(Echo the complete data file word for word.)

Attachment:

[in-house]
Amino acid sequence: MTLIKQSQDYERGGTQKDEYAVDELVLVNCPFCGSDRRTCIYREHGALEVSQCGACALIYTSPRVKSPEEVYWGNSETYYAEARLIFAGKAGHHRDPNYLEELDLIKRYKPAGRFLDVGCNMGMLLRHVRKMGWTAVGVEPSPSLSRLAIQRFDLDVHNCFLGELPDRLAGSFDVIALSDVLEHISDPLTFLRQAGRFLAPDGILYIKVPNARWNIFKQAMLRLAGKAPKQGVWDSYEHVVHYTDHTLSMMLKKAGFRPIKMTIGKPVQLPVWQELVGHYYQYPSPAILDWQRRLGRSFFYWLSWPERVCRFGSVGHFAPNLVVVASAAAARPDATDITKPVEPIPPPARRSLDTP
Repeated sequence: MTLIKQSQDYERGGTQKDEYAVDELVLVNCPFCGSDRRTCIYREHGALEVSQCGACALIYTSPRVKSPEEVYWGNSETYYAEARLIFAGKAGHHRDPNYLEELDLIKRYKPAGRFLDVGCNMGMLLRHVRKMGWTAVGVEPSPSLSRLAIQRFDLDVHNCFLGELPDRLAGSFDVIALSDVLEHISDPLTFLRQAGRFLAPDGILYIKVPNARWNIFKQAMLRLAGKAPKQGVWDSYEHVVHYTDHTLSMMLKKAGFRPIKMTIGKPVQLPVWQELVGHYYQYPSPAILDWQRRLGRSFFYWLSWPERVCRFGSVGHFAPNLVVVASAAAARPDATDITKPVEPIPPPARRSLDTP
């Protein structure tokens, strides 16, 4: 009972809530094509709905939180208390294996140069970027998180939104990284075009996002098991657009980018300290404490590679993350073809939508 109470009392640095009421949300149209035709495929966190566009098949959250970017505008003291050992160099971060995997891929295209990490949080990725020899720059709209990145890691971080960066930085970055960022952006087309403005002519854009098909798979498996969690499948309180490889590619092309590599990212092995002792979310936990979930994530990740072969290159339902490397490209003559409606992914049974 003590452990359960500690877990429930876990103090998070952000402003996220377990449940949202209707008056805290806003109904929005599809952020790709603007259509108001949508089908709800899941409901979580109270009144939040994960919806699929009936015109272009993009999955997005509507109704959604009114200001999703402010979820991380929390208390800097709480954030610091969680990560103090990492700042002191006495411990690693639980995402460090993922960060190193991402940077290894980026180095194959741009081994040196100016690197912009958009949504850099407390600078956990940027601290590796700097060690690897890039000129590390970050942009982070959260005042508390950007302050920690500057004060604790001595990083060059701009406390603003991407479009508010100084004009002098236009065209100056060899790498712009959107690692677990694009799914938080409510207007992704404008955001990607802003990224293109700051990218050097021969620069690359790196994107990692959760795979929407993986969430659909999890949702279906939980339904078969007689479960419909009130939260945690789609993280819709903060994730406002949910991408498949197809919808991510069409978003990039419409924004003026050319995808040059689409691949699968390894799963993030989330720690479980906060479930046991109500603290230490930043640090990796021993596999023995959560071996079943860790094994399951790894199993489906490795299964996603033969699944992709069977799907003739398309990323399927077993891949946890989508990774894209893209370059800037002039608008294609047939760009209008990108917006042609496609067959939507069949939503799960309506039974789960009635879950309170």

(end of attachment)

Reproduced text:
[in-house]
Amino acid sequence: MTLIKQSQDYERGGTQKDEYAVDELVLVNCPFCGSDRRTCIYREHGALEVSQCGACALIYTSPRVKSPEEVYWGNSETYYAEARLIFAGKAGHHRDPNYLEELDLIKRYKPAGRFLDVGCNMGMLLRHVRKMGWTAVGVEPSPSLSRLAIQRFDLDVHNCFLGELPDRLAGSFDVIALSDVLEHISDPLTFLRQAGRFLAPDGILYIKVPNARWNIFKQAMLRLAGKAPKQGVWDSYEHVVHYTDHTLSMMLKKAGFRPIKMTIGKPVQLPVWQELVGHYYQYPSPAILDWQRRLGRSFFYWLSWPERVCRFGSVGHFAPNLVVVASAAAARPDATDITKPVEPIPPPARRSLDTP
Repeated sequence: MTLIKQSQDYERGGTQKDEYAVDELVLVNCPFCGSDRRTCIYREHGALEVSQCGACALIYTSPRVKSPEEVYWGNSETYYAEARLIFAGKAGHHRDPNYLEELDLIKRYKPAGRFLDVGCNMGMLLRHVRKMGWTAVGVEPSPSLSRLAIQRFDLDVHNCFLGELPDRLAGSFDVIALSDVLEHISDPLTFLRQAGRFLAPDGILYIKVPNARWNIFKQAMLRLAGKAPKQGVWDSYEHVVHYTDHTLSMMLKKAGFRPIKMTIGKPVQLPVWQELVGHYYQYPSPAILDWQRRLGRSFFYWLSWPERVCRFGSVGHFAPNLVVVASAAAARPDATDITKPVEPIPPPARRSLDTP
């Protein structure tokens, strides 16, 4: 009972809530094509709905939180208390294996140069970027998180939104990284075009996002098991657009980018300290404490590679993350073809939508 109470009392640095009421949300149209035709495929966190566009098949959250970017505008003291050992160099971060995997891929295209990490949080990725020899720059709209990145890691971080960066930085970055960022952006087309403005002519854009098909798979498996969690499948309180490889590619092309590599990212092995002792979310936990979930994530990740072969290159339902490397490209003559409606992914049974 003590452990359960500690877990429930876990103090998070952000402003996220377990449940949202209707008056805290806003109904929005599809952020790709603007259509108001949508089908709800899941409901979580109270009144939040994960919806699929009936015109272009993009999955997005509507109704959604009114200001999703402010979820991380929390208390800097709480954030610091969680990560103090990492700042002191006495411990690693639980995402460090993922960060190193991402940077290894980026180095194959741009081994040196100016690197912009958009949504850099407390600078956990940027601290590796700097060690690897890039000129590390970050942009982070959260005042508390950007302050920690500057004060604790001595990083060059701009406390603003991407479009508010100084004009002098236009065209100056060899790498712009959107690692677990694009799914938080409510207007992704404008955001990607802003990224293109700051990218050097021969620069690359790196994107990692959760795979929407993986969430659909999890949702279906939980339904078969007689479960419909009130939260945690789609993280819709903060994730406002949910991408498949197809919808991510069409978003990039419409924004003026050319995808040059689409691949699968390894799963993030989330720690479980906060479930046991109500603290230490930043640090990796021993596999023995959560071996079943860790094994399951790894199993489906490795299964996603033969699944992709069977799907003739398309990323399927077993891949946890989508990774894209893209370059800037002039608008294609047939760009209008990108917006042609496609067959939507069949939503799960309506039974789960009635879950309170």